Manager  P
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Posts: 180
Re: Does the curve y=b(x-2)^2+c lie completely above the x-axis?  [#permalink]

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DHAR wrote:
Does the curve $$y=b(x-2)^2+c$$ lie completely above the x-axis?

Statement 1: b>0,c<0
Statement 2: b>2,c<2

The curve is of the standard-form: $$Ax^2 + Bx + C$$
Discriminant (D): $$B^2 - 4AC$$

The equation holds the lowest/highest point at coordinates $$(x,y)$$: $$( -B/2A , -D/4A)$$

We need to confirm whether the quadratic equation opens down or up - Refer the picture.

Given:
"completely above x axis" means y is not 0 and not negative. y must be positive.
$$Y = b(x-2)^2+c$$

$$Y = bx^2 - 4bx + 4b + c$$
Comparing with the standard-form:
A: $$b$$
B: $$-4b$$
C: $$4b+c$$

Thus, the Y coordinate having the lowest/highest point: $$(-D/4A)$$
Resultant-Discriminant (D): $$- [(-4b)^2 - 4*b*(4b+c) ]/4b$$ = $$c$$ - Rest of the term cancels out.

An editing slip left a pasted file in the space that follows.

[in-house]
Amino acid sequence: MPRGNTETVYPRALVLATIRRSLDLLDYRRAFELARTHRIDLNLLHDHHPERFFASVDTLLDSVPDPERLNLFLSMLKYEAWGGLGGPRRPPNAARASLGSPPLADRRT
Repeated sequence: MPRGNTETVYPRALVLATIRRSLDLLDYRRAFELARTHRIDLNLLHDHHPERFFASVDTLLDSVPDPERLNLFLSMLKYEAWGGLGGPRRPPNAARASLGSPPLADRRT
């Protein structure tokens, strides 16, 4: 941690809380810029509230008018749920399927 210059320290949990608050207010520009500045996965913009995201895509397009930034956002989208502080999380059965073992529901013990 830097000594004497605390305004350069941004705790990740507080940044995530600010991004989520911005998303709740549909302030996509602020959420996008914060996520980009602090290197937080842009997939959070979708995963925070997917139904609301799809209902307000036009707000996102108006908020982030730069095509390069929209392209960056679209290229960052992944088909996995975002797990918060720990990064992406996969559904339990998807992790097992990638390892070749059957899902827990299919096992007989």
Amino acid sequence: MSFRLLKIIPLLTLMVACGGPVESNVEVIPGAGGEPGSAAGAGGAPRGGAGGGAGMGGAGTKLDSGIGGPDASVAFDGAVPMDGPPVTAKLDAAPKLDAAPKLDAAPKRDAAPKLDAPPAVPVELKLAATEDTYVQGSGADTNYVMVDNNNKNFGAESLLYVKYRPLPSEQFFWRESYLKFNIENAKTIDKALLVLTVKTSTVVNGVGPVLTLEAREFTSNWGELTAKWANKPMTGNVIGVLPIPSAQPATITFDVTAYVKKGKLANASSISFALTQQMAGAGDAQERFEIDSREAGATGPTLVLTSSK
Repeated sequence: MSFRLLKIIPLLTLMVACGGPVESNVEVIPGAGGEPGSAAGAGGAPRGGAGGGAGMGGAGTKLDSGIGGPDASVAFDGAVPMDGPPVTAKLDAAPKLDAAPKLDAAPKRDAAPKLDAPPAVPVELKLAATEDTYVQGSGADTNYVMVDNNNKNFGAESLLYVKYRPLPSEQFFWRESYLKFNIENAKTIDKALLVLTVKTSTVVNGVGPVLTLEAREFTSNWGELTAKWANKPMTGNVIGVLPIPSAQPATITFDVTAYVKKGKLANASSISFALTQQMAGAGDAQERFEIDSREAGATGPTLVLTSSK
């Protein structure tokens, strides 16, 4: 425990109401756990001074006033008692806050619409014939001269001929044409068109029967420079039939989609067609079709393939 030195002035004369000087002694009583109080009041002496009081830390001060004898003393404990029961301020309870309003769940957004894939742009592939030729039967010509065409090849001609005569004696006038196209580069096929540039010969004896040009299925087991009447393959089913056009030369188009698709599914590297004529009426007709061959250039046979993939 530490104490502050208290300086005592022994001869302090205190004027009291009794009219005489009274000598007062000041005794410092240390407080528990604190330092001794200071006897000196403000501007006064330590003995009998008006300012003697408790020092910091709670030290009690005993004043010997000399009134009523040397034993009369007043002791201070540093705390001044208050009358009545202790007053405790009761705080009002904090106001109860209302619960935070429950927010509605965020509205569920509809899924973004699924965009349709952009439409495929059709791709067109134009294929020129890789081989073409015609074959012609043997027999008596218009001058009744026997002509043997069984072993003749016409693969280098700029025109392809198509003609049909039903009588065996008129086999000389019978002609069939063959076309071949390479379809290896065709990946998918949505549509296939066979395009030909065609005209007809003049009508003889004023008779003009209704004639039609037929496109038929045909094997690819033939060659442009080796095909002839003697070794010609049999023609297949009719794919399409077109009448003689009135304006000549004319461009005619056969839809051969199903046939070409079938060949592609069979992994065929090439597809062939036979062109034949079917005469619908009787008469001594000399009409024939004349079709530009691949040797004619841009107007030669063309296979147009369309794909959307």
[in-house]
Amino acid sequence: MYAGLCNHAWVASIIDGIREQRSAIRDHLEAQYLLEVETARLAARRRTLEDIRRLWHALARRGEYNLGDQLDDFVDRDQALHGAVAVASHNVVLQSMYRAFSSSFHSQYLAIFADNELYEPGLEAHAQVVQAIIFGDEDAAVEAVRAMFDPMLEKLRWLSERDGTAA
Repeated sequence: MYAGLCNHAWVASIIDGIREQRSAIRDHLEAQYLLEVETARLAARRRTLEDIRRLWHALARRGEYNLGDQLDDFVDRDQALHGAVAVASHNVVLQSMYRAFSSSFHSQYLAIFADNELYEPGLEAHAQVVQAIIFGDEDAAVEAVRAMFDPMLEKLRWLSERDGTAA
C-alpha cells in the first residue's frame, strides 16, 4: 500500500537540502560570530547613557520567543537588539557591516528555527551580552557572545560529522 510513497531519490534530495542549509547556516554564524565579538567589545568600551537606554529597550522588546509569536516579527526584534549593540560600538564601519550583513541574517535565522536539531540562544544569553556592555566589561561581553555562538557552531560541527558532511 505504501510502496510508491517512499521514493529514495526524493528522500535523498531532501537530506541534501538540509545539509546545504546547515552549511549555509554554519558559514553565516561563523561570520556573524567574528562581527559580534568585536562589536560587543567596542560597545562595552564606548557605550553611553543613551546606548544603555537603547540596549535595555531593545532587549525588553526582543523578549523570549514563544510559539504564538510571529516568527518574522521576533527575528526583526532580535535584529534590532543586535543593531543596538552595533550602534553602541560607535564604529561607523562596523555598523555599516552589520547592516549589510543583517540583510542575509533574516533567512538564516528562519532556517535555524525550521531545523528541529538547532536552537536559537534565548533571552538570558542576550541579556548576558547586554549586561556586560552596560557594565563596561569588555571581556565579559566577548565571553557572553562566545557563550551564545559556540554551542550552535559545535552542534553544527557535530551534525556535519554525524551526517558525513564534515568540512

Hence, only the value of $$c$$ is vital to determine the coordinates.
If $$b > 0$$: Parabola opens UP - b is the co-efficient of $$x^2$$.
$$c > 0$$ ---------> The lowest Y-coordinate is +ve
$$c < 0$$ ---------> The lowest Y-coordinate is -ve

If $$b < 0$$: Parabola opens DOWN
$$c > 0$$ ---------> The highest Y-coordinate is +ve
$$c < 0$$ ---------> The highest Y-coordinate is -ve

Thus, Only statement-1 is SUFFICIENT.
Statement-2 can yield +ve, -ve OR zero, depending on the respective values of $$c$$
Attachments The coefficient of x2 determines the direction in which the parabola opens.For positive coefficients, the parabola opens up..jpg [ 72.92 KiB | Viewed 1214 times ]

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Manager  B
Joined: 07 May 2018
Posts: 61
Re: Does the curve y=b(x-2)^2+c lie completely above the x-axis?  [#permalink]

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elainetianfong wrote:
DH99 wrote:
Does the curve $$y=b(x-2)^2+c$$ lie completely above the x-axis?

Statement 1: b>0,c<0
Statement 2: b>2,c<2

The question is basically about: whether y >0 or not ?
We need to check the sign of the discriminant $$(b^2 - 4ac)$$